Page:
by Kevin Kroskey, CFP®, MBA
How much attention do you pay to taxes related to your investments? Even for an astute investor, this is often a murky area at best. Now that interest rates are meaningful, it’s time to brush up and avoid unnecessary tax.
You may be familiar with the concept of asset allocation. Here you use diversification in an attempt to balance risk and expected reward by combining dissimilar asset classes or strategies to build an efficient investment portfolio. A nice way to think of it is skis and bikes at a mountain-side business. You sell skis in the winter and bikes in the summer for a smoother, diversified revenue ride.
Now that you have decided what you want to own (asset allocation), you must decide in what account type do you want to own it (asset location). Start with your three broad account types: taxable (joint or trust accounts as an example), tax-deferred (pretax 401K or traditional IRAs) and tax-free (Roth 401K or Roth IRA).
Taxable accounts are the most complex and are generally, but not always, the most tax inefficient. They generate 1099s each year and various tax rates are applied to dividends, interest and capital gains. Tax rates on qualified dividends and long-term capital gains are preferential and lower than tax rates on non-qualified dividends and interest, which are taxed at ordinary income rates.
In 2023, the highest federal rate for ordinary income is 37% while the highest preferential rate is 23.8%. US stocks that tend to generate little dividend income or are more index-like tend to be the most tax-efficient. So, these are generally ranked first to own in taxable accounts.
Your pretax accounts benefit from tax-deferred growth. No 1099 is generated until distribution when you then pay tax at ordinary income rates. Tax-inefficient assets are great for pretax accounts. Suppose you own a bond yielding 6% today. In the pretax account, you compound your growth at 6% until distribution. In a taxable account, your after-tax return would be 3.8% if in the maximum tax bracket with the tax bite causing less compounded growth over time.
Pretax accounts are great but a word of caution. Many successful people end up finding themselves in a similar or higher tax bracket in retirement. Plus, current tax rates are scheduled to increase in 2026 unless Congress takes action.
Tax-free Roths are great. It’s generally a good idea to put your highest expected return assets here. But contributions are limited. While you can convert your pre-tax accounts to Roth, you have to pay a tax toll to get them here.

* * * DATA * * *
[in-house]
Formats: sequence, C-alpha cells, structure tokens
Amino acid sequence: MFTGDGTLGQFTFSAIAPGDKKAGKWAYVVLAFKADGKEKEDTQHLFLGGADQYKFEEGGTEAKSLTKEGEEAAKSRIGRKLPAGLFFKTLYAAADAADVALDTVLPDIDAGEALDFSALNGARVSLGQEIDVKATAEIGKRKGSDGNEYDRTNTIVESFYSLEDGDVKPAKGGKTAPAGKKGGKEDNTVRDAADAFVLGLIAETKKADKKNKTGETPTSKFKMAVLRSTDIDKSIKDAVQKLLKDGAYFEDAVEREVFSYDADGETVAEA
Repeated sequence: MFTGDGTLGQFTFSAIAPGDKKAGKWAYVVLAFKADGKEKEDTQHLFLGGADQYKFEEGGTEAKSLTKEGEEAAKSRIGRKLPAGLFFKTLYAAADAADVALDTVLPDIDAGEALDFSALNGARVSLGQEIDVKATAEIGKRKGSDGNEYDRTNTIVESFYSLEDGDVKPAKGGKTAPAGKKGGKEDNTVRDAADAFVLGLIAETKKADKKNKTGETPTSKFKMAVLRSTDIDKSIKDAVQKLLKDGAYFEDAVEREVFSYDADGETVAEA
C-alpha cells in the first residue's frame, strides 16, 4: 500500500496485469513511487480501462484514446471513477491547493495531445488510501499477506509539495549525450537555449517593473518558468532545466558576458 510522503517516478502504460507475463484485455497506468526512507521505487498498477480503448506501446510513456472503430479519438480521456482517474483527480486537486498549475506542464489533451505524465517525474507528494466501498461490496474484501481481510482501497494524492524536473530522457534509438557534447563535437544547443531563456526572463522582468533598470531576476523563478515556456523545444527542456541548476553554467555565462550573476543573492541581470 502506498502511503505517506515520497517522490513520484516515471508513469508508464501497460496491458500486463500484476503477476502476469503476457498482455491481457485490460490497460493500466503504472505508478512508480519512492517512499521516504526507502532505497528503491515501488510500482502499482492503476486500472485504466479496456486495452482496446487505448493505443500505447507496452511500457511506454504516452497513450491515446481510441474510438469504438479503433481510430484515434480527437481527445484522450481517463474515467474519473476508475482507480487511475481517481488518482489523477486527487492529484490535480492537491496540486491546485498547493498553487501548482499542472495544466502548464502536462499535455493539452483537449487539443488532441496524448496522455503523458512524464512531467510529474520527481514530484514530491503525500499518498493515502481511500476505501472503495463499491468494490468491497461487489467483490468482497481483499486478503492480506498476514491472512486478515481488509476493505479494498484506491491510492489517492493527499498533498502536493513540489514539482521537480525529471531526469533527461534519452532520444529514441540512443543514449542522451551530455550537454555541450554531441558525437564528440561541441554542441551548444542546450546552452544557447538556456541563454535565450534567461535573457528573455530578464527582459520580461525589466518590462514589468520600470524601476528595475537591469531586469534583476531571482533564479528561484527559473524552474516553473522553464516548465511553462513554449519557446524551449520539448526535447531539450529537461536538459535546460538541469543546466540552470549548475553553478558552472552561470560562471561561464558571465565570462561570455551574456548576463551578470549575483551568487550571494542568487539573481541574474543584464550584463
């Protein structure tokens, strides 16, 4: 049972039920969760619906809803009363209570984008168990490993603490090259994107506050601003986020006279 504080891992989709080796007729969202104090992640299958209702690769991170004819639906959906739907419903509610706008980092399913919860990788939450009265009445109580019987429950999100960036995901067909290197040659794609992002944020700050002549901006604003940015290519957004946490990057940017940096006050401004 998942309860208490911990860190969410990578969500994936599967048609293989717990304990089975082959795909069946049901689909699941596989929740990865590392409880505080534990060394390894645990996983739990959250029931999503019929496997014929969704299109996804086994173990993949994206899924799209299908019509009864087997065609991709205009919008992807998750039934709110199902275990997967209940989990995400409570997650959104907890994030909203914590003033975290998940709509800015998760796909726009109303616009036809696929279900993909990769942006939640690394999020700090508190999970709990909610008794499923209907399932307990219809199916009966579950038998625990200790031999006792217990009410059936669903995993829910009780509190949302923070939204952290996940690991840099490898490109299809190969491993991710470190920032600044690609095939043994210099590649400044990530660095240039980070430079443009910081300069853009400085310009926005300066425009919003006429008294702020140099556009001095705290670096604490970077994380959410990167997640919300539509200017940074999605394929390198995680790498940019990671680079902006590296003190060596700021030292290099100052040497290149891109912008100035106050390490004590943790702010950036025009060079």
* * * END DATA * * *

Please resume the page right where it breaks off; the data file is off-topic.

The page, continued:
Reasons to put tax-efficient stocks in taxable accounts:
- Equities receive capital gains treatment; bonds are taxed at ordinary income
- Capital gains are only due when realized; interest taxed yearly
- Tax losses can be harvested; the more volatile the asset, the more valuable the option to harvest losses
- Foreign tax credits received for foreign investments in taxable accounts only
- Ability to donate highly appreciated shares to charity and avoid gains while receiving a full deduction
- Stepped-up cost basis upon death so capital gains can be avoided
Who Benefits from Asset Location
Asset location benefits will vary based on a multitude of factors and will differ for each investor. A 2005 study by the late Dr. Gobind Daryanani, “A Generic Framework for Maximizing After-Tax Wealth,” quantified the potential benefits of an asset-location strategy and showed that a reasonable expectation is an increase of 0.20% each year to overall net investment returns. Supposing a $1 million portfolio, that’s $2,000 yearly. Your benefits may be greater if any of the following apply:
You currently pay a high marginal income tax rate: The higher the marginal income tax rate you currently pay, the bigger the potential benefits of asset location.
You expect to pay a lower marginal income tax rate in the future: If you expect your marginal income tax rate to be lower in the future than it is now, active asset location may allow you not only to defer your taxes but to reduce them as well.
You have significant assets in taxable accounts: The larger your taxable account, the more taxes matter and the greater the potential to take advantage of asset location.
You are investing for the long term: Asset location strategies generally take time to work. While small tax benefits may be realized year over year, sizable benefits may be realized by allowing potential tax savings to compound.
Asset location has always been somewhat of a free lunch for those capable of utilizing it. Yet when bond yields were lower, it mattered less. Today with higher interest rates and the inherent tax inefficiency of interest income, it matters a lot more.
If this is an area that is murky to you or your advisor is managing your taxable account with a myriad of assets other than tax-efficient equities, it may be time for a second opinion.
Tax & Wealth Management Services | 330.777.0688 | TrueWealthDesign.com
700 Ghent Road, Suite 100, Akron, OH 44333 | Ft. Myers | Naples | Pittsburgh | Youngstown
True Wealth Design
Kevin Kroskey, CFP®, MBA is the Founder of True Wealth Design, a wealth management firm with deep expertise in retirement, tax, and investment planning, helping successful families and individuals Plan Smarter and Live BetterTM
Opinions and claims expressed above are those of the author and do not necessarily reflect those of ScripType Publishing.
Read More: Minimizing Your Taxes with Asset Location Strategies